This week that giant of classical music Daniel Barenboim is in London playing the Proms. But there’s another Barenboim in town, too.
Michael Barenboim is the 26-year-old son from the conductor’s second marriage and the young violinist is quietly beginning to emerge from his father’s shadow. Jessica Duchen meets him and we bring you a fabulous film of father and son playing Schubert’s wonderful Trout Quintet with members of the West-Eastern Divan Orchestra.
You might recognise Michael from the West-Eastern Divan Orchestra (WEDO), the inspirational ensemble founded by Barenboim senior and the Palestinian writer Edward Said in which Israeli musicians play alongside colleagues from Arab nations. He joined it aged 14, became its leader nine years ago and has grown up with the orchestra. “I don’t think I’ve yet missed a session,” he muses. “I wouldn’t miss it for anything!”
On 24 July Michael is the soloist in Pierre Boulez’s Anthèmes 2 for violin and live electronics, part of the orchestra’s week-long Beethoven and Boulez series at the Proms. One advantage of being Daniel Barenboim’s son, he admits, is that he was able to play to Boulez himself.
“The first time I almost didn’t know what I was doing, because you know you’re playing for one of the most important people in the history of music and it’s scary!” he laughs. “But he is one of the nicest people I’ve ever met. He’s patient, knowledgeable, likeable, witty, and playing with him is a wonderful experience which I will never forget.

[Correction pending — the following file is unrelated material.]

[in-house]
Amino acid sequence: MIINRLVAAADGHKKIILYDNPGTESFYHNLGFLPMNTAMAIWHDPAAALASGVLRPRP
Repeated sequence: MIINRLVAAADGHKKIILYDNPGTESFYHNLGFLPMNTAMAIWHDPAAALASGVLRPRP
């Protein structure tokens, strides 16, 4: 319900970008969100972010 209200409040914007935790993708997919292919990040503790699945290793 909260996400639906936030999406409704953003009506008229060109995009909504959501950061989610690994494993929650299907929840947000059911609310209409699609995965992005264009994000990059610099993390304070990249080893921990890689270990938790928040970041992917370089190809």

“I’m a great admirer of his work. It has had a huge impact on the development of contemporary music after the Second World War until now, but it is also great music in itself.”
Michael says that his father’s mix of deep thinking and spontaneity is possibly the magic ingredient in his musicianship and personality alike: “He’s not only very energetic, he also thinks about things in a certain way and this combination makes him what he is, both in music and outside it.”
It’s clear that there are similarities and differences between father and son; Michael, dark and sparky, looks not unlike his father at the same age, and seems to share his clarity of thought, to the point that he studied philosophy for two years. Otherwise, he is his own man and his own musician – and has no plans to take up conducting. And while Daniel is partial to cigars, Michael prefers a pipe. “I like the taste of cigars,” he declares. “I just like the taste of pipes more.”
Jessica Duchen writes regularly for The Independent and for her popular classical music jessicamusic.blogspot